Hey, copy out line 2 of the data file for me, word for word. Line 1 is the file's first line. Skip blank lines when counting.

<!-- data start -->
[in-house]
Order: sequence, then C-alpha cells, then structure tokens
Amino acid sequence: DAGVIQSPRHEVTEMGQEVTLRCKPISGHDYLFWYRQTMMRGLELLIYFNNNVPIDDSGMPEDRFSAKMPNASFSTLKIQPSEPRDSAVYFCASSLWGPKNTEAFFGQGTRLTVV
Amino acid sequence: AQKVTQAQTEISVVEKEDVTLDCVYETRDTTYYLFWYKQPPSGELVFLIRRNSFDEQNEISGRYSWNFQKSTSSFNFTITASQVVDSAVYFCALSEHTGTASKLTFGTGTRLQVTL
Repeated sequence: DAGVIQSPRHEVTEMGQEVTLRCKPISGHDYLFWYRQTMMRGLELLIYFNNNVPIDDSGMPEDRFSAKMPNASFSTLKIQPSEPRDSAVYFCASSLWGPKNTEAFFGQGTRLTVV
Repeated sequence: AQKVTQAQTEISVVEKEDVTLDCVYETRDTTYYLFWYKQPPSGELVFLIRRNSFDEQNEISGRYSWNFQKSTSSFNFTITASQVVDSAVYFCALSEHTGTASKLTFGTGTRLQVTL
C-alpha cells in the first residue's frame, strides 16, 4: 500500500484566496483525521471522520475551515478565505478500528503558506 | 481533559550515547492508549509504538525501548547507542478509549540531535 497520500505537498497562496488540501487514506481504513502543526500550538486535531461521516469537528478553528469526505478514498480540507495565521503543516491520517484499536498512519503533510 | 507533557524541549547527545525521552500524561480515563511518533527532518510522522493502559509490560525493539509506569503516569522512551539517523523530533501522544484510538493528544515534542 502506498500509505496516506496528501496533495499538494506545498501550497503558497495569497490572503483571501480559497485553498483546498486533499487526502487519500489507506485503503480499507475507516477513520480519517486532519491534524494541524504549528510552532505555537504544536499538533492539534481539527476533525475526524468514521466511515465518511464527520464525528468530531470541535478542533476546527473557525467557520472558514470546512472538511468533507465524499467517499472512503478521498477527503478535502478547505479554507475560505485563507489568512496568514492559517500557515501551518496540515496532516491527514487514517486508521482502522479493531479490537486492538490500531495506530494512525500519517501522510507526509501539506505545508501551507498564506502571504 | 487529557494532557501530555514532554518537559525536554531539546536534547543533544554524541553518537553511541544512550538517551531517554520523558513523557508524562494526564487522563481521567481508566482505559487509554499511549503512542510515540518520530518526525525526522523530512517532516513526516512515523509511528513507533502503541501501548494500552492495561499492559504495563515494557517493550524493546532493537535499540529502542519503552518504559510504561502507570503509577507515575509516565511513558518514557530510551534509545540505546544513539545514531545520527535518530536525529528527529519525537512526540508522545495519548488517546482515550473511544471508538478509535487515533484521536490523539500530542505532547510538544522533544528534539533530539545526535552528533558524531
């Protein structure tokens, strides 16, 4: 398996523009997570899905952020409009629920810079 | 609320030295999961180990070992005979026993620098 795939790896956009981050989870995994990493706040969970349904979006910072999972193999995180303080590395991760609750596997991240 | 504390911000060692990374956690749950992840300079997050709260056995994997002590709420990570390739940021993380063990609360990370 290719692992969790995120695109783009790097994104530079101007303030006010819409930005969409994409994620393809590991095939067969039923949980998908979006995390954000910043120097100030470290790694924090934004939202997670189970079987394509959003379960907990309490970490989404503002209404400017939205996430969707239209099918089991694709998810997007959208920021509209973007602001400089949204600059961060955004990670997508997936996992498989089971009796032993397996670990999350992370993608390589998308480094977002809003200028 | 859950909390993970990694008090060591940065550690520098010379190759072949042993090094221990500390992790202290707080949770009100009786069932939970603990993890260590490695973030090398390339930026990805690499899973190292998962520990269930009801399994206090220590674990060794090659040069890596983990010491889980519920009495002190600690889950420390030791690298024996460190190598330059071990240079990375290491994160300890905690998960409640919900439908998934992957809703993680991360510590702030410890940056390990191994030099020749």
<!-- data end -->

Order: sequence, then C-alpha cells, then structure tokens